Colombian singer Shakira made her debut on the commission to advise President Barack Obama on Hispanic education in hopes of contributing new ways to improve pre-schools.

On her first day with the President's Advisory Commission on Educational Excellence for Hispanics, Shakira said she was "delighted" to share the lessons learned in the 15 years that have passed since she created the first of three foundations that aid poor children in Colombia, the United States and Haiti, among other countries.

"There is no better investment than investment in our kids, especially when they are very little," she said Thursday at the White House.

"I am convinced that early childhood development strategies, promoting those strategies and initiatives, is the way to ensure that our kids, our Latino kids especially, will stick to their secondary education," the 34-year-old superstar said.

Asked about her interest in getting involved in education in the United States, Shakira - who has a home in Miami - said that this country "matters" to her.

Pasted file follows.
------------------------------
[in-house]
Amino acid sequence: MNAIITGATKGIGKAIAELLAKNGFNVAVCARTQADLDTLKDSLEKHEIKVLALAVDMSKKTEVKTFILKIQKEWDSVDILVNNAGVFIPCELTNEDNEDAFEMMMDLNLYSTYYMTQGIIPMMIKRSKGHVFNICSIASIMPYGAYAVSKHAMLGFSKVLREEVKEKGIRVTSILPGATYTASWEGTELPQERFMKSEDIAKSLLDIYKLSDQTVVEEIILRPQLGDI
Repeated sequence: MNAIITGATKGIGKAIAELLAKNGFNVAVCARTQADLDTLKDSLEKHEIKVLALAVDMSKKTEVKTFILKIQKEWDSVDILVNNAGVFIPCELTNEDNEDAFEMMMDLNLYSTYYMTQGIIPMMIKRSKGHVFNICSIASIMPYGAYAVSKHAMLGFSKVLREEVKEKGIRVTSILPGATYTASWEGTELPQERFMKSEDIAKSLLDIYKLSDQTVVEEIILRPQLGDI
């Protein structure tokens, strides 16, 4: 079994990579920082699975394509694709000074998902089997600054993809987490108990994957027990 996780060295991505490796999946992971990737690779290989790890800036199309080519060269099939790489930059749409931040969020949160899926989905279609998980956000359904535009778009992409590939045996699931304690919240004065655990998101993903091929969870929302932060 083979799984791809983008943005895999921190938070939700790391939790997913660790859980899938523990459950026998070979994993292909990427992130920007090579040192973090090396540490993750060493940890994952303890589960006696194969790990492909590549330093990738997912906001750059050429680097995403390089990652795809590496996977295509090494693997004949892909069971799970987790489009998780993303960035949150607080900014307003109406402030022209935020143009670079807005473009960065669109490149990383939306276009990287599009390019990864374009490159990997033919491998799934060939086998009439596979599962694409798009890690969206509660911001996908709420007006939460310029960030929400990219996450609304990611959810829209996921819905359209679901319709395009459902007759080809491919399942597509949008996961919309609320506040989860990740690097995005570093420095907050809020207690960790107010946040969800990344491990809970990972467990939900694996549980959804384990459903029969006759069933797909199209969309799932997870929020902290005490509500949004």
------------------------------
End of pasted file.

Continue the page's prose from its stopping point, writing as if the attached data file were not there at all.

The multiple-Grammy-winning singer, a Unicef goodwill ambassador since 2003, has had close relations with the Obama administration since her performance at the inauguration ceremony in January 2009.

At the beginning of 2010, the artist had a private meeting with the president, in which they discussed educational subjects and which, she recalled Thursday, gave her the idea of organizing a national summit focused on programs of pre-school teaching.

Shakira later attended a session at the U.S. Capitol to be formally sworn-in as a presidential adviser.

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